Try something new or rekindle an old passion. At Edinburgh Contemporary Crafts they don’t just have studio space but run various workshops from bookbinding to weaving, silk printing to carpentry. If you’re not sure of committing for a long course then why not dip in for a day or weekend? I’m quite interested in the bookbinding classes run by Allison Downie in Glasgow. Lots of museums run free classes for both adults and children so it’s worth checking by heir websites or just ask the next time you walk by I know Glasgow’s museums certainly do.
Pick a project and do it every day for a month. It doesn’t need to be time consuming. A timed 5 minute sketch every day, knit that jumper you’ve been promising yourself or go for a walk with you camera. A thanks must go to Helen Shaddock for highlighting the fun-a-day project to me. This project which started in Philadelphia has now crossed the Channel and Dundee is embracing it.
Start a pictorial diary with Blipfoto. Take a photo a day on your phone or DSLR upload it to Blipfoto with or without words and challenge yourself to doing for 365 days. It’s a brilliant way to become more aware of your day as well as improving your camera skills. Oh be warned it can become addictive and you’ll find yourself dipping into the lives of other blippers from around the world.
Be curious. You might remember way back in 2011 I took part in several fun projects by The Curiosity Project, well they’re back with another one off idea. This time you have the chance to send a box filled with a story. With a limit of £20 you tell your story with only your imagination to limit you and in return you’ll get a story from someone else. You can find out more on their website.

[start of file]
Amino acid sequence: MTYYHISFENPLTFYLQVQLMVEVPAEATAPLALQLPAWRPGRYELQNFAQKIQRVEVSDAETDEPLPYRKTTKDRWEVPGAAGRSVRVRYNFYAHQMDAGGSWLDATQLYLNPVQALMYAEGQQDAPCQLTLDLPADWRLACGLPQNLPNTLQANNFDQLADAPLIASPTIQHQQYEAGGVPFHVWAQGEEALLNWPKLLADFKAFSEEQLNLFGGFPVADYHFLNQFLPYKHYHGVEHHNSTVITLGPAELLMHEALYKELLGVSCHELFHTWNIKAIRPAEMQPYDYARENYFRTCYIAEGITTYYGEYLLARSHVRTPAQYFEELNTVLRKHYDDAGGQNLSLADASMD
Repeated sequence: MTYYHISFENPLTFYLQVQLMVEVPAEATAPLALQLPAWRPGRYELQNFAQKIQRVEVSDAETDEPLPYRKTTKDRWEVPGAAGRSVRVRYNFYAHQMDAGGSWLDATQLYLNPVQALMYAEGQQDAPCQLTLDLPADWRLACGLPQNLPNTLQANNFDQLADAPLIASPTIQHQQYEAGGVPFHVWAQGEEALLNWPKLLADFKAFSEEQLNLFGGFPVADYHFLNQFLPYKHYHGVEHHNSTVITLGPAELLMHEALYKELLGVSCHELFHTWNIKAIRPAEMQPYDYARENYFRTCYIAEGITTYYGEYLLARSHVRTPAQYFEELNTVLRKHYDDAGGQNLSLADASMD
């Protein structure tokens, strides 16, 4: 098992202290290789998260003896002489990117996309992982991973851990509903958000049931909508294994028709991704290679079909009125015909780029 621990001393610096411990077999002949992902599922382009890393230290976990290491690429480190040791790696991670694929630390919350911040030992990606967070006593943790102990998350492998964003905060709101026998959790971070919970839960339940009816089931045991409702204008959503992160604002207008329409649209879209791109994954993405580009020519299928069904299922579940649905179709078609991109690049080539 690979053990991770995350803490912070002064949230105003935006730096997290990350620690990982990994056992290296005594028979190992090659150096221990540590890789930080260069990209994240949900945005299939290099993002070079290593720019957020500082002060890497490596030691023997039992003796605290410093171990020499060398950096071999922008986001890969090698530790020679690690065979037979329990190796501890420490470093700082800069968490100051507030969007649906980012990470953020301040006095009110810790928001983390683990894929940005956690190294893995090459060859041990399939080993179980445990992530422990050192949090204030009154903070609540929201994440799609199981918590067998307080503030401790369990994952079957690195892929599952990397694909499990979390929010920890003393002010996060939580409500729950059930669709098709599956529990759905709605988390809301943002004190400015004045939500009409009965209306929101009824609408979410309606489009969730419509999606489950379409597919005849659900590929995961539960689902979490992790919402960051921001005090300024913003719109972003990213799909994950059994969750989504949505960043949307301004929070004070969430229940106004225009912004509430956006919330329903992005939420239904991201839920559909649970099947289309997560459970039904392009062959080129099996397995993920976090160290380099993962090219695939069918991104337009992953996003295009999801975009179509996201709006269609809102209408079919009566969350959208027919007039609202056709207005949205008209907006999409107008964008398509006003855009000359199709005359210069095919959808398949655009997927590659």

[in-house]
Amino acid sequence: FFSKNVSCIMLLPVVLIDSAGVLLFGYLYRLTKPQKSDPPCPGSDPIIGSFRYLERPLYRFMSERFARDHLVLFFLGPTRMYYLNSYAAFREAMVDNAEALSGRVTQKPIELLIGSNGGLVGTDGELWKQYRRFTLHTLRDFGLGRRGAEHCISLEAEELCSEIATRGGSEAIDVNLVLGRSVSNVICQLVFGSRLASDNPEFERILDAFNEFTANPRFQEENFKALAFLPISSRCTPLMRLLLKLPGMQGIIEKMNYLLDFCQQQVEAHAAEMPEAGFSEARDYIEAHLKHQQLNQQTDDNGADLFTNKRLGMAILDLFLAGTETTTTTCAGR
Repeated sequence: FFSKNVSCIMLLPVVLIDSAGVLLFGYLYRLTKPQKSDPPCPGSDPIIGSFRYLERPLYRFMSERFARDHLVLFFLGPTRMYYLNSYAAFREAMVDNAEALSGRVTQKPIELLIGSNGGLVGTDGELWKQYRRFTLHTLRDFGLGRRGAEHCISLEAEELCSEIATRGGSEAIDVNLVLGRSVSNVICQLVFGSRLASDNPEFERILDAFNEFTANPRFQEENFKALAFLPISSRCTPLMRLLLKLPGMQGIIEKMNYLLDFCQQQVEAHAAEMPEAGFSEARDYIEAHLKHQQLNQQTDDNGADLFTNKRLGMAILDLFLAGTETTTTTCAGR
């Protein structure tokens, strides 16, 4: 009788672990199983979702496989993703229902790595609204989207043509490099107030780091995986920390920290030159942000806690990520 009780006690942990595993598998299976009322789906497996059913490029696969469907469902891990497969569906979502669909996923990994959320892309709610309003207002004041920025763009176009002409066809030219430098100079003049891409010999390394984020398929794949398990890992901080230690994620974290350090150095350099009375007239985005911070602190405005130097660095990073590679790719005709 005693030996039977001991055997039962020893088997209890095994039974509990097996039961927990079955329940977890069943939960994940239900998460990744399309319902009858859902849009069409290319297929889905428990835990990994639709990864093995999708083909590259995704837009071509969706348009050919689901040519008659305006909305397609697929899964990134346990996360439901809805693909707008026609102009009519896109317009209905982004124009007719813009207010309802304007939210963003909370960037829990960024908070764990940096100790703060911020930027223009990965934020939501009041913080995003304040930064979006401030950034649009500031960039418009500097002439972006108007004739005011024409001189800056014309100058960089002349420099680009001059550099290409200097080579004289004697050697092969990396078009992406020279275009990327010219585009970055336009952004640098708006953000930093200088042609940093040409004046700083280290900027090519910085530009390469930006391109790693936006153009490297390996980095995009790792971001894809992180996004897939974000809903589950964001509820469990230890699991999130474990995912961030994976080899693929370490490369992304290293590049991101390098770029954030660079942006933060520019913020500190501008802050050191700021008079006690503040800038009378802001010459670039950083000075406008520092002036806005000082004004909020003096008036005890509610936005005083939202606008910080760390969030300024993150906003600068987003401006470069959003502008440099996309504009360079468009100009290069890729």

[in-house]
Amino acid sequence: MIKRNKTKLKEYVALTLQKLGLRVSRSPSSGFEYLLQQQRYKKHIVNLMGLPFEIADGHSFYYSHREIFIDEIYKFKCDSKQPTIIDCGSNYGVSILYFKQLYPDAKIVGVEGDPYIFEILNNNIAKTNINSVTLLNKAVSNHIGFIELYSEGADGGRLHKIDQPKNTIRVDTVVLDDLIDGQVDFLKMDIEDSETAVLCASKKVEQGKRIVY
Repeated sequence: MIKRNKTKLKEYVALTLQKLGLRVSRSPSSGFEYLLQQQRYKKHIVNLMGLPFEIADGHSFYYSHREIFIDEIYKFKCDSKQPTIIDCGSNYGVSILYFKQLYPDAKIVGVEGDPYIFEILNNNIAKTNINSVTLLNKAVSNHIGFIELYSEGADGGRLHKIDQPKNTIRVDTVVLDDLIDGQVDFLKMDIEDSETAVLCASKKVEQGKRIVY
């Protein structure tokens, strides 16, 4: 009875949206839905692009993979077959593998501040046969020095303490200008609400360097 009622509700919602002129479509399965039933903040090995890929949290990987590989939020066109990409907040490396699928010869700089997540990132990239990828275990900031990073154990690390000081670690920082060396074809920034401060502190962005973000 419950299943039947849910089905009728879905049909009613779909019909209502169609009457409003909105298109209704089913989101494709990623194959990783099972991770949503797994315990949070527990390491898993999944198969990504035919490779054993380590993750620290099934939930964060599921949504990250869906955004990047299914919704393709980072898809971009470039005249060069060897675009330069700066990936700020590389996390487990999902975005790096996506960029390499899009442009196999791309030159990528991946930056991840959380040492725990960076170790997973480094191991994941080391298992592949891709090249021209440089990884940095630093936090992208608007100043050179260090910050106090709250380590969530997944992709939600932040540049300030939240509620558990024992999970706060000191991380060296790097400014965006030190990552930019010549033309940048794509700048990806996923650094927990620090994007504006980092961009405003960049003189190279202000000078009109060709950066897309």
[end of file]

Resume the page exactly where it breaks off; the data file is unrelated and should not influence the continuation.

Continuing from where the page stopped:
Of course there are also lots of free things to do like get out for a walk and really look at your surroundings, find out what art exhibitions are on in your area and GO to them and of course volunteer. A good place to start is the Voluntary Arts website which covers the UK and with Voluntary Arts Week coming round soon now’s as good a time as any to shake away those winter blues and get creative.
So? Anything take your fancy? If so let me know & please leave links in the comments if you know of other creative things we could be getting up to.
Insomniacs like me might have already stumbled over this wee gem of a radio series but if not its worth seeking out Amanda Vickery’s A History of Private Life. It’s on BBC Radio 4 Extra in the UK, each episode is only 15 minutes long and looks at life in people’s homes. Being nosey I find it fascinating, yes even when she reads lists of pots to be mended in an 18th century home.
The episode I thought you’d love is the one on embroidery, cross stitch and tenting and how it not only occupied young women but saved them for awkward silences – in the days before you could stare at a TV screen – and even helped their mental wellbeing.
Here’s a link to the episode called Ornamenting the Home which I believe is available for the next 4 weeks.
Posted in arts & crafts, cross stitch, embroidery, media, radio
Tagged BBC, cross stitch, embroidery, home, mental health, radio, tentwork